My third anniversary in the job as FFA CEO arrived on Thursday 12 November, which was very nice timing. I was back in my home town of Canberra and had the chance to mingle with the Socceroos fans at the FIFA World Cup qualifier against Kyrgyzstan.
Taking World Cup qualification matches outside the main metro cities has been a deliberate strategy following the Socceroos’ AFC Asian Cup success. We believe the Socceroos and the Westfield Matildas are the national teams that truly reflect Australia in all its diversity.
The fact that the Socceroos have fans everywhere means the team needs to hit the road. An Asian Cup Semi in Newcastle in January, the opening home game in Perth in September and this month’s qualifier in Canberra shows the plan is coming to life.
In the past 12 months the Socceroos have also played in Sydney, Melbourne and Brisbane, driving national interest in the national team.
In every city, we make sure we make time for fan days when the Socceroo players and coaches meet the people. The joy I see in the faces of the fans reminds about the power of football to unite and inspire Australians, and I know the Socceroos really enjoy these opportunities as well. Once upon a time, they too were youngsters with dreams.
My football friends in Canberra are always very polite, but insistent about pushing for a bigger place on the national stage. The near 20,000 crowd showed the football community will get behind our national teams. The wonderful community support of Canberra United in the Westfield W-League is another example.
Talk of a Hyundai A-League club is never far from the top of the list, but I think everyone understands FFA’s current position. In the first instance, our strategy is all about the stability and sustainability of the current 10-club competition.
We firmly believe that any new clubs should be located in markets where there are millions not just a few hundred thousand in population.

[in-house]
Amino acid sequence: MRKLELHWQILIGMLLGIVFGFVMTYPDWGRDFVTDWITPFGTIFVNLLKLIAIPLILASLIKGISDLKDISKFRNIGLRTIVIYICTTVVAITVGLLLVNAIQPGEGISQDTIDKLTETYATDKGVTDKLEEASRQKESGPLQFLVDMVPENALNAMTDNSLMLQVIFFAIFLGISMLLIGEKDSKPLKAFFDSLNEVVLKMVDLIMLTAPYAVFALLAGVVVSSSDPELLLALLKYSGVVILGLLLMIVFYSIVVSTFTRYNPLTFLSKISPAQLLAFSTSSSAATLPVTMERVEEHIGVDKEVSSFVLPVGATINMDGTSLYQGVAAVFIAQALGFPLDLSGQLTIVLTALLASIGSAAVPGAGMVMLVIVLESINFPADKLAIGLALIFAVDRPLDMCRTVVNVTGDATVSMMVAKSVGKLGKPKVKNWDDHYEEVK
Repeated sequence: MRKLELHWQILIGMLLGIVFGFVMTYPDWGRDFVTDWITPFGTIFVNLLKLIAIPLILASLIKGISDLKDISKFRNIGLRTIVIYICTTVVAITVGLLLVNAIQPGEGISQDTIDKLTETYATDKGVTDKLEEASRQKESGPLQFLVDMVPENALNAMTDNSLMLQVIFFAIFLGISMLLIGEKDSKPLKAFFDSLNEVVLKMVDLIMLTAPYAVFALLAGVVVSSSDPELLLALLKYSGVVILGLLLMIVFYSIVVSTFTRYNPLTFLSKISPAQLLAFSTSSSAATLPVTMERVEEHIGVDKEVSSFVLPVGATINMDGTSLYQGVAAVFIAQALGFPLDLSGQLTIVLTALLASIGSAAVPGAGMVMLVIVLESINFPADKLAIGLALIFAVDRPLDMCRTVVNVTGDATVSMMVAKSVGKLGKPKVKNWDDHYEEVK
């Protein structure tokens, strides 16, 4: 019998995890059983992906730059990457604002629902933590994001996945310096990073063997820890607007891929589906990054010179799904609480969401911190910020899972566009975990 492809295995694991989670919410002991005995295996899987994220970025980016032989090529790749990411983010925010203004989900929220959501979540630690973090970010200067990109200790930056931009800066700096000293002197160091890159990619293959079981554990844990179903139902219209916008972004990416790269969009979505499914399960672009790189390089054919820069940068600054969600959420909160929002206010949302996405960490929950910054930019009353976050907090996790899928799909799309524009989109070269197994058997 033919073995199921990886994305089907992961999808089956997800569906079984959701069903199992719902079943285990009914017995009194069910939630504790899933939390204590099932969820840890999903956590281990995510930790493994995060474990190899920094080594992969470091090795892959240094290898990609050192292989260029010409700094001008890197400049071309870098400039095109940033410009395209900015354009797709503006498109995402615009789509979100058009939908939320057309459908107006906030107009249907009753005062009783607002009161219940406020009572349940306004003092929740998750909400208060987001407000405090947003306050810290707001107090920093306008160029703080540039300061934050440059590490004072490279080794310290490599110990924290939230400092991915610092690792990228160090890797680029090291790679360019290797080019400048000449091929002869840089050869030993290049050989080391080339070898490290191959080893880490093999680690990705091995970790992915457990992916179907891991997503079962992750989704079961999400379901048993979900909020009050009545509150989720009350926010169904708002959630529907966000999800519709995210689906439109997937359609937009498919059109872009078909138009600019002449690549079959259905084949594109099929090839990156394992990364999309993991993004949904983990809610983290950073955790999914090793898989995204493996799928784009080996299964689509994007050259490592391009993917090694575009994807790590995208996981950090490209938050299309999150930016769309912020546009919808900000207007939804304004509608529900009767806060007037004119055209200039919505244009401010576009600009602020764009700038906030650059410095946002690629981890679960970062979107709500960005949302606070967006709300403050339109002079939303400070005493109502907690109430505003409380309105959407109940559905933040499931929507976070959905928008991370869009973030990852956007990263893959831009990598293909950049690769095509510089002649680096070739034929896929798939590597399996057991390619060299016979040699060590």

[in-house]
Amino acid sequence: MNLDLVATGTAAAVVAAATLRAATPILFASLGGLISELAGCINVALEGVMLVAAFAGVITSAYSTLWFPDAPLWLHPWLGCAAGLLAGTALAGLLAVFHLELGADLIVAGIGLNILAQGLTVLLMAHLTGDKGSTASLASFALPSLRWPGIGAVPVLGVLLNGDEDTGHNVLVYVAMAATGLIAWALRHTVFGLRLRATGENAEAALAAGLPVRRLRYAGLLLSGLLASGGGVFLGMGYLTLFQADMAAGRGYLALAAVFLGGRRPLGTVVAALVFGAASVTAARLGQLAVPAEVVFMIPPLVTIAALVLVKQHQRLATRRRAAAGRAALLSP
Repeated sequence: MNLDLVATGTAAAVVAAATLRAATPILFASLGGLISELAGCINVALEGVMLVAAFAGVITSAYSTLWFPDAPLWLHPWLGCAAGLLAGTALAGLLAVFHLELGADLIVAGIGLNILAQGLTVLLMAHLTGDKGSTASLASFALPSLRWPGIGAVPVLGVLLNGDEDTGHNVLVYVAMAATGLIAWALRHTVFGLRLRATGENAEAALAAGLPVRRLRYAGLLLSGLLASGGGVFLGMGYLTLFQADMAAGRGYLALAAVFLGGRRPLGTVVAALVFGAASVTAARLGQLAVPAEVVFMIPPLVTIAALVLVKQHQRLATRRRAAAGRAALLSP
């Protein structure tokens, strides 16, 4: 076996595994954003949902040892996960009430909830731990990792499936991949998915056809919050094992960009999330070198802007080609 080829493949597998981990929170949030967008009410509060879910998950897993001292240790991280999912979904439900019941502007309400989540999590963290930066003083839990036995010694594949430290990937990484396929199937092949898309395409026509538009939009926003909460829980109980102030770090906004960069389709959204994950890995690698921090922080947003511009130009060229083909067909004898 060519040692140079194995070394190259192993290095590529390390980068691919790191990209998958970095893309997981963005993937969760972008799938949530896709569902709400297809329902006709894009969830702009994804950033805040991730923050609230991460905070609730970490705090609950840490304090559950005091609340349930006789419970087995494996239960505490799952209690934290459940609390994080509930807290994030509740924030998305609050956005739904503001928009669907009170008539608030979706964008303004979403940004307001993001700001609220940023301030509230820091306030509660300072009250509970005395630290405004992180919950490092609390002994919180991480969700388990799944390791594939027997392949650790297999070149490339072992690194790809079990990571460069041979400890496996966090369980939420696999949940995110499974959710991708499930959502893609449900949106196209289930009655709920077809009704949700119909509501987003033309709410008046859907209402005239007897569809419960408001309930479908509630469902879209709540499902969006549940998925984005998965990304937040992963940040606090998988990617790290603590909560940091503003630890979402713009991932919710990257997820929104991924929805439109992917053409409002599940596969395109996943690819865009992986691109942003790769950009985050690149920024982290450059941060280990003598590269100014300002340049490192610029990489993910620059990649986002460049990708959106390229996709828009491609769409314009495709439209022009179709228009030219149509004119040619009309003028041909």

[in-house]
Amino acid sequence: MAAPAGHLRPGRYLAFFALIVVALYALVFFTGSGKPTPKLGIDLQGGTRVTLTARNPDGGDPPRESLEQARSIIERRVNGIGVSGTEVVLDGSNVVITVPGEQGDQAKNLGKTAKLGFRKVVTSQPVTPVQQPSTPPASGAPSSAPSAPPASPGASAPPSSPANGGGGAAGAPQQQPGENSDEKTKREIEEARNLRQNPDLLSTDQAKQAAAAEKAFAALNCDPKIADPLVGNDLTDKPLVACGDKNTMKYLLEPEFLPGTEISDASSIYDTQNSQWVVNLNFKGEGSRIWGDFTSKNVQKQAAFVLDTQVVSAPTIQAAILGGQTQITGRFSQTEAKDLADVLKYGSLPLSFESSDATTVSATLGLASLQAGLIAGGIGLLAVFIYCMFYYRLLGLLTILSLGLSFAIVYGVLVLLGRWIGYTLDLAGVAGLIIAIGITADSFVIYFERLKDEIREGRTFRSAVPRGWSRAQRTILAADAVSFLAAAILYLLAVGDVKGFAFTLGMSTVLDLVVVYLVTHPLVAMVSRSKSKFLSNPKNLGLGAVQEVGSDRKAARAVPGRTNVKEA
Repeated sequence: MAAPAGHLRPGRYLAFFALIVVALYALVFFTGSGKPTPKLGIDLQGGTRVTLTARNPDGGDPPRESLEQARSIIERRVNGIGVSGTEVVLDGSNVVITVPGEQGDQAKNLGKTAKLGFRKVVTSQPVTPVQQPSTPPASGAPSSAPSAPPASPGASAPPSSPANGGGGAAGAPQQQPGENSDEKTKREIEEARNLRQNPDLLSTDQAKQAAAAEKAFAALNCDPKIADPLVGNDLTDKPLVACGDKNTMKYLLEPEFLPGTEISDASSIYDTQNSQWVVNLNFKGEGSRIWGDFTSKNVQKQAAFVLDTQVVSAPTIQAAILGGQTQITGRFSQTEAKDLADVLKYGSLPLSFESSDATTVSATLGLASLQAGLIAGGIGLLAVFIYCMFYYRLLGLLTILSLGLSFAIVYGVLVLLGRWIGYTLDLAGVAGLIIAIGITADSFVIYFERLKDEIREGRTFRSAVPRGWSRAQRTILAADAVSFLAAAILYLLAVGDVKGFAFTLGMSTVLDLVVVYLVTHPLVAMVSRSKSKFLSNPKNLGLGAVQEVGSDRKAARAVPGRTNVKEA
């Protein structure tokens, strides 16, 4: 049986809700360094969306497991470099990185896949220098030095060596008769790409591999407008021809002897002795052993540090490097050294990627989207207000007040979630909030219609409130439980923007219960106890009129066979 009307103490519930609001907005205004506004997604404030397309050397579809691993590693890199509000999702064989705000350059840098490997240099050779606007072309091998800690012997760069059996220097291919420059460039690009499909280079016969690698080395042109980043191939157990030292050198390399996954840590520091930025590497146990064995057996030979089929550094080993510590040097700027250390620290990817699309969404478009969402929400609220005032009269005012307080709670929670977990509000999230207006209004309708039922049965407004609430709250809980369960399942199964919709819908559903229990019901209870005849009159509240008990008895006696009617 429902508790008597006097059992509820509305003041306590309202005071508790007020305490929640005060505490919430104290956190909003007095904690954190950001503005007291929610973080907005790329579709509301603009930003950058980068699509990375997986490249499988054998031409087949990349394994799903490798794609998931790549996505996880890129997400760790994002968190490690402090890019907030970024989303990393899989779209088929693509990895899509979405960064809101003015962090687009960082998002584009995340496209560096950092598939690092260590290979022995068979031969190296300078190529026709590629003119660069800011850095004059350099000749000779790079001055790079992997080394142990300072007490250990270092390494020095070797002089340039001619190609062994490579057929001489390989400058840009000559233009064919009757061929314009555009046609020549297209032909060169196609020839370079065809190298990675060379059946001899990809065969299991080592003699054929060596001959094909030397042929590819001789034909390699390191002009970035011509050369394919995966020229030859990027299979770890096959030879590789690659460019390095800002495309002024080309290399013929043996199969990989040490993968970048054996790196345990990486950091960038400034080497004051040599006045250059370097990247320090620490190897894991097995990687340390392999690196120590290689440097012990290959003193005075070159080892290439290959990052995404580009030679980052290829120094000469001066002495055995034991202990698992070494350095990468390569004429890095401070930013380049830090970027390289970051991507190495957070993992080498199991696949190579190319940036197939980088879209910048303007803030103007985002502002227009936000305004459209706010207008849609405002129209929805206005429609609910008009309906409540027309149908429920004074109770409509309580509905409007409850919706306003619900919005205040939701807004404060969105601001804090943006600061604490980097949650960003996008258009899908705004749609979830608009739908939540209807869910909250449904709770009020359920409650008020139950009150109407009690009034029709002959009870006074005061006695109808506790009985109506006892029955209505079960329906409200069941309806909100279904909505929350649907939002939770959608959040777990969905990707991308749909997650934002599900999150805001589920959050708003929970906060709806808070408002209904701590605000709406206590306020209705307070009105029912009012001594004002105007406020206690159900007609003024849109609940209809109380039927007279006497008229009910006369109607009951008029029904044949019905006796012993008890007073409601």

I was a teenager in the ACT in the heady days when the late Johnny Warren kick-started Canberra City in the inaugural season the National Soccer League. At the Socceroos game I had a walk down memory lane with Danny Moulis, one of the young tyros of the Warren era.
Danny was an overnight sensation in 1977, literally going from an unknown schoolboy to the national stage. You might recall that the Ten Network covered the first few seasons of the NSL and the local paper the Canberra Times gave the new football club a huge run.
As a schoolboy myself a few years behind Danny, I was in awe of this local hero and his new-found stardom and subsequent selection for the Socceroos. I will have more chances to reminisce after Danny was last week elected to the Board of FFA.
Putting nostalgia aside, the fact is that Canberra City struggled against bigger clubs for 10 years before getting relegated to the local competition in 1987. That’s nothing against the city, the coaches, the players or the passionate fans. It’s a product of simple economics and the size of the market.
In FFA’s Whole of Football Plan, we’ve set an aspirational target of having 1 million Australians directly connected to the Hyundai A-League clubs by 2034. That is the quantum we realistically need to achieve it we want to be the largest and most popular sport in Australia.
If we count the collective club membership today, our 10 clubs have around 105,000 members.
To grow the membership base 10 fold in 20 years, football will need lots of things to fall our way. We need to put fans first. We need to work hard on fan engagement, improve match day experience and have digital channels that connect with fans everywhere, every day.
Our clubs will need to live up to the mantra that a club exists because of fans, not the other way around. Above all, the Hyundai A-League needs to be an authentic and entertaining competition.
Where are the 1 million members going to come from?
Today, around 70% of Hyundai A-League members live in Sydney and Melbourne, the nation’s two biggest cities and home to four of our 10 clubs.
Urban density in Australia is expected to continue rising over the next 20 years. Given that you need fans before you have a club, any strategy to achieve 1 million club members needs to take a view about where football fans are living.
Of course, having multiple clubs in a market gives us derby football. It’s hard to imagine where the Hyundai A-League would be today with the Sydney and Melbourne derby games.
There are other major population centres that fit the criteria of having millions, not just hundreds of thousands. South-east Queensland and Perth are the two that are top of mind.
Providing this insight to FFA’s thinking is timely. Early next year the national body will release a Strategic Plan for 2016-19. It’s the first instalment in setting firm objectives that will carry the game toward the ambitious vision in the Whole of Football Plan.
A new chairman Steven Lowy and a reinvigorated Board were elected last week. They bring impressive skills and experience from across the sporting and corporate sectors. The new Board has already made it clear that growth is the top objective.
No doubt, there will be a lot of energetic and passionate debate among fans on these topics. That’s a good thing. We all want what’s best for the game. We want to put fans first.
We Are Football.